Children's New Releases 

June 2017

Gleebooks Bookshop - Wednesday, May 31, 2017
Marking the beginning of our winter, June stirs the urge to snuggle somewhere warm, with appropriate provisions, to read away the chill outside. But did you know that ‘Nearly a billion people entered the 21st century unable to read a book or sign their names.’ In less than a minute a day, you could help change that, or help one person read for the first time and share in the pleasure we take for granted.By clicking daily on you can change the world. Simples! Lynndy


Good Dog: A Dog Breed Primer & Here Kitty, Kitty! A Cat Breed Primer by Dawn DeVries Sokol ($15, BD)
Crammed with different breeds of dogs and cats exercising their personalities, these board books are lively and eye-catching with a mixed-media blend of realism and winsome humorous illustrations. Lynndy 



Raymond by Yann & Gwendal Le Bec ($25, HB)
Raymond is a good dog, has a nice family, and a really happy life. But one day Raymond has a thought: he’d like to improve his situation, and he decides he may as well do what humans do. Many outings, treats and finally a high powered job follow, until one day, well ... it just gets to be a bit much. Wonderfully clear, expressive pictures extend this amusing story about what a dog’s life really means. The design and production of the book are really notable—this is a handsome book, befitting the very attractive Raymond. Louise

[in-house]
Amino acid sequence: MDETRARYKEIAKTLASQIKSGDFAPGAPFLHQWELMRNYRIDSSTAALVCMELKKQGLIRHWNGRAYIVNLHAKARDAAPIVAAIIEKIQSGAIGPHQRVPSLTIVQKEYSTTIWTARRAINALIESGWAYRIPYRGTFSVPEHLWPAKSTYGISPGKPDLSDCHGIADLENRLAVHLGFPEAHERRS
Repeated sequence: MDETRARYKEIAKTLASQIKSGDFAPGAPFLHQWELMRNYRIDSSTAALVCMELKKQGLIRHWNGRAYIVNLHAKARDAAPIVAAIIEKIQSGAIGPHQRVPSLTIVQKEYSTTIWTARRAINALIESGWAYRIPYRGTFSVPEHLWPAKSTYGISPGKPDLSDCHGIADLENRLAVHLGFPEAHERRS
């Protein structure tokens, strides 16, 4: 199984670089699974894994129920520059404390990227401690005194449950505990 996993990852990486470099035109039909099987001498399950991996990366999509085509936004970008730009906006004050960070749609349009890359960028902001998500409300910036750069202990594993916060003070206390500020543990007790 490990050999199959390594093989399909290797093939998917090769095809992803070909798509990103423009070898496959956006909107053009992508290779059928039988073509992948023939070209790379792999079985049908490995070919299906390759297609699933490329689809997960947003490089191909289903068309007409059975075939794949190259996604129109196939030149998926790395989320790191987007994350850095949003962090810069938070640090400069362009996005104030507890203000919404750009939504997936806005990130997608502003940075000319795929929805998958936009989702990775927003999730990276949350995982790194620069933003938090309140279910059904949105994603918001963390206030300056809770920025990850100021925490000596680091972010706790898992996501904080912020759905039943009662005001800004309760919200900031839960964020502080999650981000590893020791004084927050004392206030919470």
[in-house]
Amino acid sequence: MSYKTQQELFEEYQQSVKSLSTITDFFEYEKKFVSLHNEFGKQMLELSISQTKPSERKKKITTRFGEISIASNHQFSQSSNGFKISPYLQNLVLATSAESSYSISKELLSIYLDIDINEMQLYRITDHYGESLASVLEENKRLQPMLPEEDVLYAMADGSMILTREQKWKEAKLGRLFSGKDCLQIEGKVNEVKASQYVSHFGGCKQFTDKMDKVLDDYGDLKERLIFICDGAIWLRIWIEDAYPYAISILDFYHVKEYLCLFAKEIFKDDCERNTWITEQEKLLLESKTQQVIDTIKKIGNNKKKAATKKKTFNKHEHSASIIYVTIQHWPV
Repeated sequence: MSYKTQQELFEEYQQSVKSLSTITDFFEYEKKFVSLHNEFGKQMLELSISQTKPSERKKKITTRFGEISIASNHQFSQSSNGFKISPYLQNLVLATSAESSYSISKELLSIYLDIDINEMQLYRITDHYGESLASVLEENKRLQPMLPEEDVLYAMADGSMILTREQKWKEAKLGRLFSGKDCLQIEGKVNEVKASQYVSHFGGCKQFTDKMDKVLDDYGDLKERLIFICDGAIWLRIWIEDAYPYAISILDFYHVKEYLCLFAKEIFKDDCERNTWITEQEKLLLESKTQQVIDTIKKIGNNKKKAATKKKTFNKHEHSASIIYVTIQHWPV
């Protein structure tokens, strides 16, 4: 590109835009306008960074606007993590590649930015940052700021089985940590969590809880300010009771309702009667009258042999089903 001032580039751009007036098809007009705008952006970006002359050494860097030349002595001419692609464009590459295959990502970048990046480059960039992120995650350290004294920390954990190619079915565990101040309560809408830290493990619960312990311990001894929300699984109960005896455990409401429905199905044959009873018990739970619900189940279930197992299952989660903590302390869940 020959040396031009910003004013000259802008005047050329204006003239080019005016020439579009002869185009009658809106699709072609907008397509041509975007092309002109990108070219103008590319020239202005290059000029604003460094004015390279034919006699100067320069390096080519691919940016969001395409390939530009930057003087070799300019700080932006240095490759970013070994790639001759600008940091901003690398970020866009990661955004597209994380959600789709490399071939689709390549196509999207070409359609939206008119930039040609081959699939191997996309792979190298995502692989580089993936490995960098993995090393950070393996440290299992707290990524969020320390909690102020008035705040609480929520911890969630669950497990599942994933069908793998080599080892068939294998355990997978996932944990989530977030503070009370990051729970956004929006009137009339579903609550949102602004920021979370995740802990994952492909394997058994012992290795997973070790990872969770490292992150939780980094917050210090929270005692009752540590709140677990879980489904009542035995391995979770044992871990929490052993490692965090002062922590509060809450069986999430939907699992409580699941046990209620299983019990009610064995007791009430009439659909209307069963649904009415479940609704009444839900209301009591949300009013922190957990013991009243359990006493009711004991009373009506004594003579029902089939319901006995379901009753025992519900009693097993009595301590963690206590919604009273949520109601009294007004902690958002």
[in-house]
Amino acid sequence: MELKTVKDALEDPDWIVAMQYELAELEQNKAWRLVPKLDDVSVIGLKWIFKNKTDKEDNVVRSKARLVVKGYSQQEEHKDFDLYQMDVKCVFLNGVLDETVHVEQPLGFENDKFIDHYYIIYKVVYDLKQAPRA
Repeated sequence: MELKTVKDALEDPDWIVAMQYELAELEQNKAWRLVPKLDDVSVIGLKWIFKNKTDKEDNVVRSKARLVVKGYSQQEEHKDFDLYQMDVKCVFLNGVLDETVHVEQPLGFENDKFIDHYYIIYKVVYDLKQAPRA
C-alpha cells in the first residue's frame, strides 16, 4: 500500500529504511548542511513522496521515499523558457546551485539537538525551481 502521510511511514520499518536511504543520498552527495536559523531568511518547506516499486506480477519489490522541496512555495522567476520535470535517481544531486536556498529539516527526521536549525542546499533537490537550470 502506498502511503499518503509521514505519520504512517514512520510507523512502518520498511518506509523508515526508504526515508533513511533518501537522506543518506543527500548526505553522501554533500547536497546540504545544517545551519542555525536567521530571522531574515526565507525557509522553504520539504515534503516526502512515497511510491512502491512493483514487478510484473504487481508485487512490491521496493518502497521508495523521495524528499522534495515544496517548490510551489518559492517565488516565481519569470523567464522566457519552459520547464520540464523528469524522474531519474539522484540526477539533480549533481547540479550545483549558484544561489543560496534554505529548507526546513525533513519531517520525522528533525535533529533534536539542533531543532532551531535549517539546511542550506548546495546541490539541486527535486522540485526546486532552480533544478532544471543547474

If I had a Little Dream by Nina Laden (ill) Melissa Castrillon ($23, HB)
This beautiful picture book is hard to describe, written in verse as a child’s wish list ‘If I had…’ a land, a house, a garden, a pond, a boat, all the way down to a little dream. Whimsical children’s books don’t always work, they can just be too fey for words, but Melissa Castrillon’s pictures are strong, full of humour and detail, and in a rather fabulous, unexpected palette, which make it a delight to read and reread. Surely this book will be a classic in years to come. Louise

Storm Whale by Sarah Brennan (ill) Jane Tanner ($25, HB)
Best known for her playfully rhymed picture books about each year of the Chinese zodiac, here Sarah Brennan surges into very different territory, collaborating with the wonderful Jane Tanner in a lyrical, tinglingly realistic picture book about three sisters tending a beached whale. Pencil illustrations graduate from grey to full colour, mirroring the intensity of the story and providing texture that engages. In so many ways this book is perfect: both narrative and art build with drama and contrast, then resolve with a tidal ebb that is wonderfully satisfying. Storm Whale is sure to be on many future awards lists! Highly recommended for age 3+. Lynndy


Amongst the canon of children’s literature are some names very familiar to adult readers, which prompted my indulging in this tangent. In a brief overview of luminaries who have written children’s books are the following, proving it’s never too early to instil in young readers a love of fine writing.
A Trio of Tolerable Tales by Margaret Atwood ($29, HB)
Three rambunctious stories formerly published separately as picture books are collected for the first time into a chapter book riddled with wordplay, humour and adventure.

Chase by Linwood Barclay ($15, PB)
Our narrator Chipper is a very special dog: part of a top-secret, multi-million dollar experiment to create the ultimate canine spy technology, he lives in a secret organisation known only as The Institute. Although he is supposedly more technology than living dog, Chipper is faulty and due to be terminated. When he escapes using the very intelligence installed by The Institute, his flight involves 12-year-old orphan Jeff and his friend Emily, thus The Institute’s retrieval plans become far more sinister and ruthless. Danger, secrets and thrilling suspense collide in Linwood Barclay’s action-packed first volume of a series for 9–12 year-olds.